Reviews for Cartwheel : A Novel

Booklist Reviews 2013 September #1
*Starred Review* Lily Hayes, 21, is a study-abroad student in Buenos Aires. Her life seems fairly unexceptional until her roommate, Katy, is brutally murdered, and Lily, charged with the crime, is remanded to prison pending her trial. But is she guilty, and who is Lily, really? To find answers to these questions, the novel is told from multiple points of view--not only that of Lily but also that of her family; of sardonic Sebastien, the boy with whom she has been having an affair; and of the prosecutor in the case. In the process, it raises even more questions. What possible motive could Lily have had? Why, left momentarily alone after her first interrogation, did she turn a cartwheel? And has she, as her sister asserts, always been weird? In her skillful examination of these matters, the author does an excellent job of creating and maintaining a pervasive feeling of foreboding and suspense. Sometimes bleak, duBois' ambitious second novel is an acute psychological study of character that rises to the level of the philosophical, specifically the existential. In this it may not be for every reader, but fans of character-driven literary fiction will welcome its challenges. Though inspired by the Amanda Knox case, Cartwheel is very much its own individual work of the author's creative imagination. Copyright 2013 Booklist Reviews.

Kirkus Reviews 2013 September #2
A young, white American woman studying overseas is accused of murdering her roommate. She is seen through different prisms in this second novel from duBois (A Partial History of Lost Causes, 2012). According to the author, "the themes of this book were loosely inspired by the story of Amanda Knox." The first link is the title, which appropriates Amanda's notorious cartwheel while in police custody in Italy. The cartwheeler here is 20-year-old Lily Hayes. She has come to Buenos Aires, ostensibly, to further her studies. Her roommate is bland, beautiful Katy Kellers from Los Angeles. Their neighbor, who lives by himself in a decaying mansion, is the ridiculously rich American Sebastien LeCompte. The young, lonely, epicene Sebastien, who hides his true self under layers of affectation, belongs in Capote country. He would seem an improbable boyfriend for either of the women, yet he and Lily begin a relationship, with Lily calling the shots. The horror comes one night when Lily finds Katy stabbed to death. The state investigator, Eduardo Campos, is convinced of Lily's guilt. The novel begins with Lily's professor father, Andrew, visiting her in a holding cell. It cycles through four viewpoints (Andrew, Lily, Sebastien, Eduardo) and moves between the buildup to the murder and its aftermath. The author may have been hoping to combine a crime novel with a novel of character. Neither one works. The awkward construction means suspense is minimal. Attempts to cannibalize Amanda's story, such as Lily's fingering of her black boss at the club where she worked weekends, fall flat. Lily herself is a not very interesting addition to those thousands of young Americans looking to spread their wings in an exotic locale. Readers are meant to presume her innocence while retaining a tiny sliver of doubt, reinforced by that ballyhooed, albeit irrelevant, cartwheel. So what really went down? The dubious confession of the killer is the only clue. A tangled tale that leaves protagonist Lily, and the crime, unilluminated. Copyright Kirkus 2013 Kirkus/BPI Communications.All rights reserved.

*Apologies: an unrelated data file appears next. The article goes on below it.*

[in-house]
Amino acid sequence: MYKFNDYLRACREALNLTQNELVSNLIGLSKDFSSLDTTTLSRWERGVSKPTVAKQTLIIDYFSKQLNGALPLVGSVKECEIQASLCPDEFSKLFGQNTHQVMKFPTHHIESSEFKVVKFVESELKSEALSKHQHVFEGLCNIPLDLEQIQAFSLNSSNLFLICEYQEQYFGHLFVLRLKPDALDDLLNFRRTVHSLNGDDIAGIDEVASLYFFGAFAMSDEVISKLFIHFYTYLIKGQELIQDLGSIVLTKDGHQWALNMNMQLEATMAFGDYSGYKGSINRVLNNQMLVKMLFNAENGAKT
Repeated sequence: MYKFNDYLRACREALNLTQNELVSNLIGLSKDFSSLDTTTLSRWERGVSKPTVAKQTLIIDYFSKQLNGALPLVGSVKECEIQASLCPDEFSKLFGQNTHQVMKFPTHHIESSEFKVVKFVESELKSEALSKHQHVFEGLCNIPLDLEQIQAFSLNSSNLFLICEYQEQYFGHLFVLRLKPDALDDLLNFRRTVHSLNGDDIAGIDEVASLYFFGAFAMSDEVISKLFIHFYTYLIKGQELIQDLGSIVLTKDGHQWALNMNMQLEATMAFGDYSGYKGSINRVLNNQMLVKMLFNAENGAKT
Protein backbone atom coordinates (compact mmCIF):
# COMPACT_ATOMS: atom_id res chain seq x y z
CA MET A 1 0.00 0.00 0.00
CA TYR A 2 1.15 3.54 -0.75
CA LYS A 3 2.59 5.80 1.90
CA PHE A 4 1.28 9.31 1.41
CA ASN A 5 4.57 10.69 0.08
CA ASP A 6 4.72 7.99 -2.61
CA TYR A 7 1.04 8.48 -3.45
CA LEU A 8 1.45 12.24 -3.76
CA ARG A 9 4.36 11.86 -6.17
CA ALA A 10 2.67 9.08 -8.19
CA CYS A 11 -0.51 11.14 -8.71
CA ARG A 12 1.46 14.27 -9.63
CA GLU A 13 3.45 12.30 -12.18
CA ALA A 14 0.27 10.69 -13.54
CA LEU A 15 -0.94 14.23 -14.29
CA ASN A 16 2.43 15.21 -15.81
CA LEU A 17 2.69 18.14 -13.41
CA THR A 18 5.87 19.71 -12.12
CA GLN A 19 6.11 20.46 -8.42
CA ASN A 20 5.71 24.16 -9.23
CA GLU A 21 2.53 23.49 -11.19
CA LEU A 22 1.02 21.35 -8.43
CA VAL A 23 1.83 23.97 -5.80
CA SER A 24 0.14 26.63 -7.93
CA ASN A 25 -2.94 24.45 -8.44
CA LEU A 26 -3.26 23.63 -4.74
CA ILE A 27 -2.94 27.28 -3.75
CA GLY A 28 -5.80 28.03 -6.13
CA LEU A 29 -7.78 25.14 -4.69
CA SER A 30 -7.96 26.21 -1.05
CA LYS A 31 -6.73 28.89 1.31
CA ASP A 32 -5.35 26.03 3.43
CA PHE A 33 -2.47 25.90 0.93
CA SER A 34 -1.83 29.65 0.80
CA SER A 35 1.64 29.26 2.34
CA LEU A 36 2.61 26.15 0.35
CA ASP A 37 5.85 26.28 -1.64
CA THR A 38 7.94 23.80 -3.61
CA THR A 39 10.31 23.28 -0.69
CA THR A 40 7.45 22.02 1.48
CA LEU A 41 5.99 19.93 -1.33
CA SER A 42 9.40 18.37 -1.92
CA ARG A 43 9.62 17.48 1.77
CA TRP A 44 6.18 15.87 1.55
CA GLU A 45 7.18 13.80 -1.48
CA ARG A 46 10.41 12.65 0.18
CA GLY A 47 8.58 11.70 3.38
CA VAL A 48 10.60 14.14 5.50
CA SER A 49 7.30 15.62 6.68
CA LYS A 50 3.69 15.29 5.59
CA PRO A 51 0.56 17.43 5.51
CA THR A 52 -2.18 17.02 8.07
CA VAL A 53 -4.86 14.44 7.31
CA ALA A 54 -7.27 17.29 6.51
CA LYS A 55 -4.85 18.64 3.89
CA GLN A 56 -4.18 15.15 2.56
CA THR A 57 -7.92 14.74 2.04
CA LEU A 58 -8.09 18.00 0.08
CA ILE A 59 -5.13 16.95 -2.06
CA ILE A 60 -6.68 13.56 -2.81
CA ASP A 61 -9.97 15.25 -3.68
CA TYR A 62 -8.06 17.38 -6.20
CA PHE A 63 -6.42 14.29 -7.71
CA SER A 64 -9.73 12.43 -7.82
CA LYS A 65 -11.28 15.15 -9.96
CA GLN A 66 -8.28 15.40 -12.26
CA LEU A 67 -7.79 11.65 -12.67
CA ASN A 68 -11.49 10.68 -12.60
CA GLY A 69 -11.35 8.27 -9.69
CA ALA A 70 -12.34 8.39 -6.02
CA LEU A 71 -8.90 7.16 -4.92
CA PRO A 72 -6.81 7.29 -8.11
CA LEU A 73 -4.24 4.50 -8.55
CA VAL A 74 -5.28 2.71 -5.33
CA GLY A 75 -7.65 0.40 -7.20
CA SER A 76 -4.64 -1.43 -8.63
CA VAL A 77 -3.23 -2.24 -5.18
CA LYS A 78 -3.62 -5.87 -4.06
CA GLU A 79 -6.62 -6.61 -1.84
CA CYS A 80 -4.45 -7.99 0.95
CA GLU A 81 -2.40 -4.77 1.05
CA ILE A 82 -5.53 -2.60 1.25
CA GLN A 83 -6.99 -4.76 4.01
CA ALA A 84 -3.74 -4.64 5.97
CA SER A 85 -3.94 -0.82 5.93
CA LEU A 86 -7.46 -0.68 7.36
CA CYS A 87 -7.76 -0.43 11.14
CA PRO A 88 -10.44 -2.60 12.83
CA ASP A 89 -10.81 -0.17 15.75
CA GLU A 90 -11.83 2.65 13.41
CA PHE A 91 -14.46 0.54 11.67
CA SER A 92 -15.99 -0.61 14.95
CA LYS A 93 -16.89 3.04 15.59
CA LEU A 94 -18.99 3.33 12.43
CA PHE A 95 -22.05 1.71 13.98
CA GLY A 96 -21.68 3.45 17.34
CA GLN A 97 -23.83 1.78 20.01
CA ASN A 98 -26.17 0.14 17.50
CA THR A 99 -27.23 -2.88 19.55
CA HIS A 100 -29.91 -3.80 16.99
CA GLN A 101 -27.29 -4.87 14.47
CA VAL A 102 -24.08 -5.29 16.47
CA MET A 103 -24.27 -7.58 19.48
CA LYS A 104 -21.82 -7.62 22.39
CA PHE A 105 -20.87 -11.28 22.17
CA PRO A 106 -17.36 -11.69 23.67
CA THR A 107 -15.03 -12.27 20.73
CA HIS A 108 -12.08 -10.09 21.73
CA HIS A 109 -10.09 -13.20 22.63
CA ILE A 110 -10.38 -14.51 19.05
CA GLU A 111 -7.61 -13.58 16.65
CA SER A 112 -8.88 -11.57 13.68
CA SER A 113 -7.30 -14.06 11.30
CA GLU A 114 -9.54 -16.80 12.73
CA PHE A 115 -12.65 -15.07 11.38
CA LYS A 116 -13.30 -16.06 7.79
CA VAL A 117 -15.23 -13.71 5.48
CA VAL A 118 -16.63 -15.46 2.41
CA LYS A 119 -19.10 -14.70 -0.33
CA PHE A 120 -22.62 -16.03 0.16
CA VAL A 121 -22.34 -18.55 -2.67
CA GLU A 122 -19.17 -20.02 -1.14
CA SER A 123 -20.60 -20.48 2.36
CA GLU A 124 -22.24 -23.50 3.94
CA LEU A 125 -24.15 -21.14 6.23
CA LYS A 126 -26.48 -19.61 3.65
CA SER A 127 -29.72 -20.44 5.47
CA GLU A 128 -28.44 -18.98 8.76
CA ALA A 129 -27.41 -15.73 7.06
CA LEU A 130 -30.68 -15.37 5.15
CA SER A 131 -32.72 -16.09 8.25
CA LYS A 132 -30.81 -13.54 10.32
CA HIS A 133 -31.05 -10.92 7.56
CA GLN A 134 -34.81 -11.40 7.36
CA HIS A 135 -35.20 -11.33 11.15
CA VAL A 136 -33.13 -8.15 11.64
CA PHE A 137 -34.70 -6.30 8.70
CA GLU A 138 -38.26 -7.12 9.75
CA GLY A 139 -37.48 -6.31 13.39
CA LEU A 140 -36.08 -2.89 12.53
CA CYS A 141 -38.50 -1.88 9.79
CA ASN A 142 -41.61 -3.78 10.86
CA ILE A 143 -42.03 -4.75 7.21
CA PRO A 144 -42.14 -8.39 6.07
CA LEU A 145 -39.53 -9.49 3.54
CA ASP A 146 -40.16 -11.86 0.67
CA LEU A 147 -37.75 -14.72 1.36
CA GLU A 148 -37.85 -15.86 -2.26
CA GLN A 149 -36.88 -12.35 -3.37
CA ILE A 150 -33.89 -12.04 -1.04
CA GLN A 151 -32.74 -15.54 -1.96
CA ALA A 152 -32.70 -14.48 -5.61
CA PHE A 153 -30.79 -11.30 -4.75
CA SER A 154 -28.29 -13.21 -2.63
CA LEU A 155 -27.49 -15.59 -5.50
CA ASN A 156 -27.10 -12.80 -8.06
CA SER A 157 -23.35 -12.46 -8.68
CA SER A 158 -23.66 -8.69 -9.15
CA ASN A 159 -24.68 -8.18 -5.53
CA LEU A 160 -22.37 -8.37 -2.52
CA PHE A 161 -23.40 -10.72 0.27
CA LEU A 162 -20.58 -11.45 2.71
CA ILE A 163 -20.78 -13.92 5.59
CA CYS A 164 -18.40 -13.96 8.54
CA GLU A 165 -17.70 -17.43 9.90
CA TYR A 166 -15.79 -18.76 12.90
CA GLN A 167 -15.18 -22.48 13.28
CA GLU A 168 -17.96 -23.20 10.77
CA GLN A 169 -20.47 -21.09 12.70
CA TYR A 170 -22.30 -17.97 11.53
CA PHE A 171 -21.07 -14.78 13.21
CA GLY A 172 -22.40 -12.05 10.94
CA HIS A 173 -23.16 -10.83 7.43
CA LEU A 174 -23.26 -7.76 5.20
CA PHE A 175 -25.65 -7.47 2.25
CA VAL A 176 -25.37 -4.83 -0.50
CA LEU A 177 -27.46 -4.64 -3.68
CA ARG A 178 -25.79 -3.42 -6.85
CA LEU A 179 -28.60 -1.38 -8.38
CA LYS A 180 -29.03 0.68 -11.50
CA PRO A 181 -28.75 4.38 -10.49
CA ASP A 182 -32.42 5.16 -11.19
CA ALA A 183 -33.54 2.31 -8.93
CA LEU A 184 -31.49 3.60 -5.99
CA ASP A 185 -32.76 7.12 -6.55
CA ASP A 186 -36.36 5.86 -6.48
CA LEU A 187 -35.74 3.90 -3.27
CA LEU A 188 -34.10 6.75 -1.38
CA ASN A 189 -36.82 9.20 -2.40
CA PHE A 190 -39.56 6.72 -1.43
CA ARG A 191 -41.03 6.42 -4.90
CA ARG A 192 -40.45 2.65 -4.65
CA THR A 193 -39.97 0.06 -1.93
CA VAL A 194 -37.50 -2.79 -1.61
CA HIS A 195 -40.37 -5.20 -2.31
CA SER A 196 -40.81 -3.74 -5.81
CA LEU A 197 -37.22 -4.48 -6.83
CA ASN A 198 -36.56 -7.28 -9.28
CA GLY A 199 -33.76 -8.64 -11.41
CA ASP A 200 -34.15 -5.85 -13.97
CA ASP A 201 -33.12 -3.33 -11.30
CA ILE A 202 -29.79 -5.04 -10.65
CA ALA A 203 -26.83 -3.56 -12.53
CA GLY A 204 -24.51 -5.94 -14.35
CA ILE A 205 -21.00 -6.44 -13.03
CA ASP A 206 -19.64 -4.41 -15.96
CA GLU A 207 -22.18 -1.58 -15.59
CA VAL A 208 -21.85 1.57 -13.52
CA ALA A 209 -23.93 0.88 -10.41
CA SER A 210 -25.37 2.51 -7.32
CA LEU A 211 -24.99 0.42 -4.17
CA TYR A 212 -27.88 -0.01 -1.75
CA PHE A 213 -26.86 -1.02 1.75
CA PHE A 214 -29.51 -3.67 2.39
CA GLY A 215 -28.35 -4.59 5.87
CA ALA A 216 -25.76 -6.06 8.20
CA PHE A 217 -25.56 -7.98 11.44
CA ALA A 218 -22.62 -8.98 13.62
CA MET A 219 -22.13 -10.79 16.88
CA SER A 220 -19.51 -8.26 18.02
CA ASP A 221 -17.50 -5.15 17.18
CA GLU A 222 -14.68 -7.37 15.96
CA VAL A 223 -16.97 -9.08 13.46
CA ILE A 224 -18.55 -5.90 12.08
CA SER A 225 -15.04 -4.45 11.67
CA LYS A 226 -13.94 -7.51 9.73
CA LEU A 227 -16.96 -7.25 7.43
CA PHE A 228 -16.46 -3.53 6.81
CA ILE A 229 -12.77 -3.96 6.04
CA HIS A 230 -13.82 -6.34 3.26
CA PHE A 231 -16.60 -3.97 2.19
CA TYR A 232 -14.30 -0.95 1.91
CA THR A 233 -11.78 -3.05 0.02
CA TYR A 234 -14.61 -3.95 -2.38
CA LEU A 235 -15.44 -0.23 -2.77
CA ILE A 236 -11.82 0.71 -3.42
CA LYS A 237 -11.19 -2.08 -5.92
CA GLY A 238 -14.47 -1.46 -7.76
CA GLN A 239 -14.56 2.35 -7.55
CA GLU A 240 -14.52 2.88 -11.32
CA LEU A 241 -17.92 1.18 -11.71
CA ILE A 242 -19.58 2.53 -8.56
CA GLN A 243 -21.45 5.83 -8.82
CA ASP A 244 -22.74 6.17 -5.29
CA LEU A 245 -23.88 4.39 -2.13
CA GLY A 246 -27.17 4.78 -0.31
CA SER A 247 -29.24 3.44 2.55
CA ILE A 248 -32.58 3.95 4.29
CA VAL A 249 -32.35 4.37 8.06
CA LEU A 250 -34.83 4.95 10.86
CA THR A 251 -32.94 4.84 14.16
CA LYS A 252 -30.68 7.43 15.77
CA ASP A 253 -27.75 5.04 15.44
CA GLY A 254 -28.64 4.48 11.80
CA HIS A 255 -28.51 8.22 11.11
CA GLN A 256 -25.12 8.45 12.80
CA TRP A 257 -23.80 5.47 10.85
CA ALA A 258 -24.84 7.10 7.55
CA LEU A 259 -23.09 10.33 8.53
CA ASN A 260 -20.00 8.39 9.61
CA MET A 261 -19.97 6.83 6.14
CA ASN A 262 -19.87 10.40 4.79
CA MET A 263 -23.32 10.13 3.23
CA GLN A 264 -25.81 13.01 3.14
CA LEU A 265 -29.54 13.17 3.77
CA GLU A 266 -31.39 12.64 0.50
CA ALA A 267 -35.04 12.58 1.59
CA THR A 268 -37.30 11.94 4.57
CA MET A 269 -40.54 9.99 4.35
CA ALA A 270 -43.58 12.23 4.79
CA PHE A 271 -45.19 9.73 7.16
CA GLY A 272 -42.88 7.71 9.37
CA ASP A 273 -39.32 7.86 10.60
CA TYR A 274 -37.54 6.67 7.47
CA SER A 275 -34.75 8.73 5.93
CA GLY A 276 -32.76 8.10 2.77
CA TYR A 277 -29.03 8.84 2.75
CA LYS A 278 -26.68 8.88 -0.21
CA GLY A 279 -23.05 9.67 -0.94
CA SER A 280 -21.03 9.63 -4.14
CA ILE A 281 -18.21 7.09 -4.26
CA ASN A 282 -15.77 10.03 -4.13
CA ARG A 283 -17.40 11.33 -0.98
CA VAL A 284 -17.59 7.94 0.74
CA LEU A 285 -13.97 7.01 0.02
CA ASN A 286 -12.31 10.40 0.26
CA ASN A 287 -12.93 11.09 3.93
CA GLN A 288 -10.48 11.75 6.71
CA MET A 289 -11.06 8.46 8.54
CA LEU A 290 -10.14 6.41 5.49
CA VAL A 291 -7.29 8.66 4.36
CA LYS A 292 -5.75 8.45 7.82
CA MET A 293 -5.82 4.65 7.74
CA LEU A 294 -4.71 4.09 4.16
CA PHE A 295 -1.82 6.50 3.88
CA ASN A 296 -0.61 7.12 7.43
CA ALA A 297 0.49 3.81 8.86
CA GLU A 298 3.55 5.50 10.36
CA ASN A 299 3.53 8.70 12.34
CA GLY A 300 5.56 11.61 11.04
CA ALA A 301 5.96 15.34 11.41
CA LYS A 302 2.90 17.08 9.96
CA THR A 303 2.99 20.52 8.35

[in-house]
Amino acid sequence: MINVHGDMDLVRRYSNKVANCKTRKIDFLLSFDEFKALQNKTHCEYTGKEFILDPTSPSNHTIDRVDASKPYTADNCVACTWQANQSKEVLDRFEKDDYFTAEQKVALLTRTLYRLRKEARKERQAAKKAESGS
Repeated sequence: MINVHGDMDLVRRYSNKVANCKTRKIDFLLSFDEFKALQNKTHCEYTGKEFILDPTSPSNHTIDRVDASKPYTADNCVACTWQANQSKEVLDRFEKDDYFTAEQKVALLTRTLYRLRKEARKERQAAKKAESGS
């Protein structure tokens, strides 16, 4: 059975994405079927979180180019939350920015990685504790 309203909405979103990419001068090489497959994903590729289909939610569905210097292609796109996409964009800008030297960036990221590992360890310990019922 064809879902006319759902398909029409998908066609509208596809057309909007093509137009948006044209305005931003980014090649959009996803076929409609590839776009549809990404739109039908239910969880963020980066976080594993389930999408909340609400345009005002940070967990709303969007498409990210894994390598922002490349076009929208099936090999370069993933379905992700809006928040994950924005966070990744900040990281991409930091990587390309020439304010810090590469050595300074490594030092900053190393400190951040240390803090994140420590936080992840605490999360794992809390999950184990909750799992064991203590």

Library Journal Reviews 2013 September #2

Bound for Buenos Aires, Prof. Andrew Hayes is on his way to try to help save his daughter Lily from life in a foreign prison. Just arrested for the murder of her foreign exchange roommate, Lily has declined having a public defender present during questioning and seems blithely unaware of her precarious legal standing. As the days surrounding the murder are unveiled, Lily's actions are viewed through the eyes of the media, her father, her boyfriend, and the prosecutor, as well as through her own eyes. Doubts arise as to whether she is innocent of this hideous crime. VERDICT With a nod to the real life case of Amanda Knox, duBois's (A Partial History of Lost Causes) novel is a character study in the oblivious young adult abroad and a family in crisis mode. While her book is cleverly written, duBois never builds any sympathy for her characters, taking a detached clinical view rather than engaging the emotions. [See Prepub Alert, 6/24/13.]--Joy Gunn, Paseo Verde Lib., Henderson, NV

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Publishers Weekly Reviews 2013 July #2

Taking themes that were "loosely inspired by the story of Amanda Knox," Cartwheel follows American exchange student Lily Hayes, who has been accused of murdering her roommate, Katy Kellers, in Argentina. Like Knox, Lily's troublesome lack of anguish, as reportedly evidenced by canoodling with her boyfriend the day after the murder, causes an uproar in the media. Like Knox, Lily seems to have been completely normal--so normal, in fact, that her disbelief at her predicament leads to some bad choices. While duBois (A Partial History of Lost Causes) clearly has the authorial chops to illustrate complex characters, Cartwheel remains flat partly because she seems more focused on avoiding right answers or easy sympathy than creating characters who are more than moral specimens. While muddying the waters of right and wrong is almost always a valiant cause in literature, this novel reads more like an intellectual exercise in examining all the different angles rather than an emotional engagement with human beings. Agent: Henry Dunow, Dunow, Carlson & Lerner. (Oct. 1)

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